Five bills were killed early on in the session that would have increased the minimum wage in Virginia.

Redistricting

Several bills calling for redistricting in an attempt to end gerrymandering were killed.

School Calendar

HB 1983 would have ended a rule nicknamed the “Kings Dominion Law,” which requires schools to start classes after Labor Day unless they get a waiver from the Virginia Department of Education. SB 1111 attempted to expand the reasons districts could apply for the waiver.

School Suspensions

Bills such as HB 1534 and SB 995 would have limited schools’ use of long-term suspensions to punish students. HB 1536 would have prohibited students in preschool through grade three from being suspended for more than five school days or being expelled except for serious crimes.

Bills that passed but have been (or may be) vetoed:

Anti-Sanctuary Bill

HB 2000would prohibit local governments from designating themselves as “sanctuaries” for illegal immigrants. The bill says localities cannot adopt ordinances that would restrict the enforcement of federal immigration laws.

Coal Tax

Identical bills HB 2198and SB 1470would have reinstated the Virginia coal employment and production incentive tax credit. It was vetoed for the third year in a row.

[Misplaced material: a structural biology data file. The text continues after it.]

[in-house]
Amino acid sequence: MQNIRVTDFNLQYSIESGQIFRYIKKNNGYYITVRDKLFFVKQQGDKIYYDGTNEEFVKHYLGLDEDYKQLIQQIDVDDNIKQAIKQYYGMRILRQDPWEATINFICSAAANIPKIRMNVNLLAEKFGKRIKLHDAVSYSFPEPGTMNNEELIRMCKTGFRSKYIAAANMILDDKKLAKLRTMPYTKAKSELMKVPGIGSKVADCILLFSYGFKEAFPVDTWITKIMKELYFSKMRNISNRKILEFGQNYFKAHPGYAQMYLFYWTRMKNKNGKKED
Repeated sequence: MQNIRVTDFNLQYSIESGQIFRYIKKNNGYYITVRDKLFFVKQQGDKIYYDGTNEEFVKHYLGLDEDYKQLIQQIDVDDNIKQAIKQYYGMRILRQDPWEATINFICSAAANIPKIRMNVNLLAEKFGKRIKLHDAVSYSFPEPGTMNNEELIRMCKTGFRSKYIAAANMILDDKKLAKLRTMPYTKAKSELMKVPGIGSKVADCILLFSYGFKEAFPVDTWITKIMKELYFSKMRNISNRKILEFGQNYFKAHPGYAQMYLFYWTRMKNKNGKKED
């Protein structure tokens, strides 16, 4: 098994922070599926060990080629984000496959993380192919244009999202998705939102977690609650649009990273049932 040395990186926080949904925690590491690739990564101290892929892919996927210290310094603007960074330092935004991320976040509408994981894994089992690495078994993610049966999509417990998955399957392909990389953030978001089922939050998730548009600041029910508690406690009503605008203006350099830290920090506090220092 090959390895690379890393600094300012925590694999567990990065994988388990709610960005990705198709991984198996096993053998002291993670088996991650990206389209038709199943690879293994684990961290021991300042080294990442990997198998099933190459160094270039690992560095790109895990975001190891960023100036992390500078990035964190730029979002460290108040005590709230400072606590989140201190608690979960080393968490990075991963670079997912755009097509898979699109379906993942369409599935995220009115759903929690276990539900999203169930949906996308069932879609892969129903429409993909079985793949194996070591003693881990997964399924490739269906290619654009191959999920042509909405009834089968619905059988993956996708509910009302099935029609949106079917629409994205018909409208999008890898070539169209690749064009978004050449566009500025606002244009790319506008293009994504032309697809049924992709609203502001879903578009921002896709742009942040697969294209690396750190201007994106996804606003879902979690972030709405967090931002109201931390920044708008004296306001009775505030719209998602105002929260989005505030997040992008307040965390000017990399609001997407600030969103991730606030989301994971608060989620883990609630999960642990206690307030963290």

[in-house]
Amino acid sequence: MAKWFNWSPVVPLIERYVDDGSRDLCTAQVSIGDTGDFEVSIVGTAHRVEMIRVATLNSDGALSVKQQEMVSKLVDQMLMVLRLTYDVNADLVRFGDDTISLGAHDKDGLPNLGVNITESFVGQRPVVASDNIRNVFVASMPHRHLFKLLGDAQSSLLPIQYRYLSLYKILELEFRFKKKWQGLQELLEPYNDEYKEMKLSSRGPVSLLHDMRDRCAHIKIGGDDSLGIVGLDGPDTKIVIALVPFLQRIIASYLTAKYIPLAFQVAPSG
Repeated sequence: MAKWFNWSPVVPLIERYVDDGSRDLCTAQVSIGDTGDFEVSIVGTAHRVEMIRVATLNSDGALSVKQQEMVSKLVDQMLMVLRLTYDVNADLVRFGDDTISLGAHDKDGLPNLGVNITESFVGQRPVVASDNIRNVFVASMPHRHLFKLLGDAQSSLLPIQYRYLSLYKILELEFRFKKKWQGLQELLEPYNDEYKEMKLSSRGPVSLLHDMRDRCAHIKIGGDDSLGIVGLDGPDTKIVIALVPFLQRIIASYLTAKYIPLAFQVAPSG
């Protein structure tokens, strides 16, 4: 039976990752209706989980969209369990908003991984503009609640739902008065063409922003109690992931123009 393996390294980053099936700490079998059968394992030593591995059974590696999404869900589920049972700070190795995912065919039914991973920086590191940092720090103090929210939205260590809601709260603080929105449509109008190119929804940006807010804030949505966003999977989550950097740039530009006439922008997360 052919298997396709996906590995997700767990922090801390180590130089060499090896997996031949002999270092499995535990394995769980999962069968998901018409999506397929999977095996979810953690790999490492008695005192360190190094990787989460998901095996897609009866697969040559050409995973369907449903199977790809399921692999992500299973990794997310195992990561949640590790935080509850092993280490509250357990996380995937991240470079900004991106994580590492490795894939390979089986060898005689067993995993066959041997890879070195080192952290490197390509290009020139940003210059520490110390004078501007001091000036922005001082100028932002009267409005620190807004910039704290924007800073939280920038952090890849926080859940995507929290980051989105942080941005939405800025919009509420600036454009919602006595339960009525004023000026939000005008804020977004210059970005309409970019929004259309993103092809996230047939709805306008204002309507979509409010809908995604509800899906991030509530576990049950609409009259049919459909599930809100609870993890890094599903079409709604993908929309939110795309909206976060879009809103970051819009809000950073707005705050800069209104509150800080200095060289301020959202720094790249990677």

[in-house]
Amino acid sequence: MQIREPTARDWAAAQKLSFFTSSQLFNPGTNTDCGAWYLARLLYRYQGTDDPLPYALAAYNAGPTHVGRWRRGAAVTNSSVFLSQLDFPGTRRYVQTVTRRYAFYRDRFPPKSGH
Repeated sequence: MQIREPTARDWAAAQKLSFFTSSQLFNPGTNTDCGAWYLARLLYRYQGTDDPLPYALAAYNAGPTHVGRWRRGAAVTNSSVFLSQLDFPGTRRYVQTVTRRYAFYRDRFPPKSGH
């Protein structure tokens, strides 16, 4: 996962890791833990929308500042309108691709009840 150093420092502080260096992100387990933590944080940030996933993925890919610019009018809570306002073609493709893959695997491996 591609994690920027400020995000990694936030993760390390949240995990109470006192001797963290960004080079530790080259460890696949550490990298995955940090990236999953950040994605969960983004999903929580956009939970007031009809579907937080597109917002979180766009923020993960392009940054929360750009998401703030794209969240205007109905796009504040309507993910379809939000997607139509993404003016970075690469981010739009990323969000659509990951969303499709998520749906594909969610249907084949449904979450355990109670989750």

Explicit School Materials

The governor plans to veto a bill (HB 2191) that would require parental notification before explicit material was shown in classrooms.

Guns

McAuliffe has vetoed HB 1582, which sought to allow active duty or discharged military service members between the ages of 18 and 20 to apply for a handgun permit.

Planned Parenthood Defunding

The governor vetoed HB 2264, which called for defunding Planned Parenthood. The House tried to override the veto but failed because an override requires a two-thirds majority.

Religious Freedom/Solemnization of Marriage bill

HB 2025and SB 1324would protect religious organizations and ministers who refuse to marry same-sex couples, stating that no person should be required to participate in the solemnization of any marriage.

Tebow Bill

HB 1578, already vetoed by McAuliffe, would have allowed home-schooled students to play sports at their local public high school.

 

Bills that passed but the governor may want to amend

Fines for “Left-Lane Bandits”

HB 1725would impose a fine on drivers going too slowly in the left lane. The bill suggested a $250 fine; McAuliffe suggested making it to $100.

State Budget

HB 1500revised the state budget for 2016-18. It closes a budget shortfall, increases funding for education and gives pay raises to state employees, teachers and law enforcement officers. McAuliffe praised legislators for doing that but said, “I remain concerned that the state budget includes no additional funding to provide local and regional jails with the tools and training to perform mental health screenings and assessments.”

Groups laud Virginia for outlawing female circumcision

By Haley Winn, Capital News Service

RICHMOND –International groups that work to combat violence against women and girls are praising the Virginia General Assembly for approving legislation that makes female genital mutilation a crime.